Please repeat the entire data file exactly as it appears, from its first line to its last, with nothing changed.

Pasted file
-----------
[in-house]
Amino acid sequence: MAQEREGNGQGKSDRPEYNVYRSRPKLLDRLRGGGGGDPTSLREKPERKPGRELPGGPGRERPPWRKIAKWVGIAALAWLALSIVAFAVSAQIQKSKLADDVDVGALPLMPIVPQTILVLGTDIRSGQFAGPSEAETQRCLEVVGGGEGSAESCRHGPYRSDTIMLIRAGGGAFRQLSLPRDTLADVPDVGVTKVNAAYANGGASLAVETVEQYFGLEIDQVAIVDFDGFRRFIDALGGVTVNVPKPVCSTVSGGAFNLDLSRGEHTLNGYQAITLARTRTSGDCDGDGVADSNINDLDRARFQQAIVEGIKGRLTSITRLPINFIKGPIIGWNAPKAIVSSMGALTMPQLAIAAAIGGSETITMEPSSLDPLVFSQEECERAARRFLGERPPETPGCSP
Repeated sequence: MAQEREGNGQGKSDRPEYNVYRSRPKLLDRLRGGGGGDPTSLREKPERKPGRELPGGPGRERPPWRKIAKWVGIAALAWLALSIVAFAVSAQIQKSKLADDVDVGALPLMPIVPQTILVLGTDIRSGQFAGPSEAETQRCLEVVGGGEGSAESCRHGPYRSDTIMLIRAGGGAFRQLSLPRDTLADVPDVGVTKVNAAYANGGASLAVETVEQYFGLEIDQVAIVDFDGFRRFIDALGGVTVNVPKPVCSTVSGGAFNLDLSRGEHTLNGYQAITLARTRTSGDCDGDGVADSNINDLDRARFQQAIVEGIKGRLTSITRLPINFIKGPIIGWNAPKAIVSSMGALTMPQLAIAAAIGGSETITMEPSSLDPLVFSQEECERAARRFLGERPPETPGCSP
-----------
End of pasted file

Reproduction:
[in-house]
Amino acid sequence: MAQEREGNGQGKSDRPEYNVYRSRPKLLDRLRGGGGGDPTSLREKPERKPGRELPGGPGRERPPWRKIAKWVGIAALAWLALSIVAFAVSAQIQKSKLADDVDVGALPLMPIVPQTILVLGTDIRSGQFAGPSEAETQRCLEVVGGGEGSAESCRHGPYRSDTIMLIRAGGGAFRQLSLPRDTLADVPDVGVTKVNAAYANGGASLAVETVEQYFGLEIDQVAIVDFDGFRRFIDALGGVTVNVPKPVCSTVSGGAFNLDLSRGEHTLNGYQAITLARTRTSGDCDGDGVADSNINDLDRARFQQAIVEGIKGRLTSITRLPINFIKGPIIGWNAPKAIVSSMGALTMPQLAIAAAIGGSETITMEPSSLDPLVFSQEECERAARRFLGERPPETPGCSP
Repeated sequence: MAQEREGNGQGKSDRPEYNVYRSRPKLLDRLRGGGGGDPTSLREKPERKPGRELPGGPGRERPPWRKIAKWVGIAALAWLALSIVAFAVSAQIQKSKLADDVDVGALPLMPIVPQTILVLGTDIRSGQFAGPSEAETQRCLEVVGGGEGSAESCRHGPYRSDTIMLIRAGGGAFRQLSLPRDTLADVPDVGVTKVNAAYANGGASLAVETVEQYFGLEIDQVAIVDFDGFRRFIDALGGVTVNVPKPVCSTVSGGAFNLDLSRGEHTLNGYQAITLARTRTSGDCDGDGVADSNINDLDRARFQQAIVEGIKGRLTSITRLPINFIKGPIIGWNAPKAIVSSMGALTMPQLAIAAAIGGSETITMEPSSLDPLVFSQEECERAARRFLGERPPETPGCSP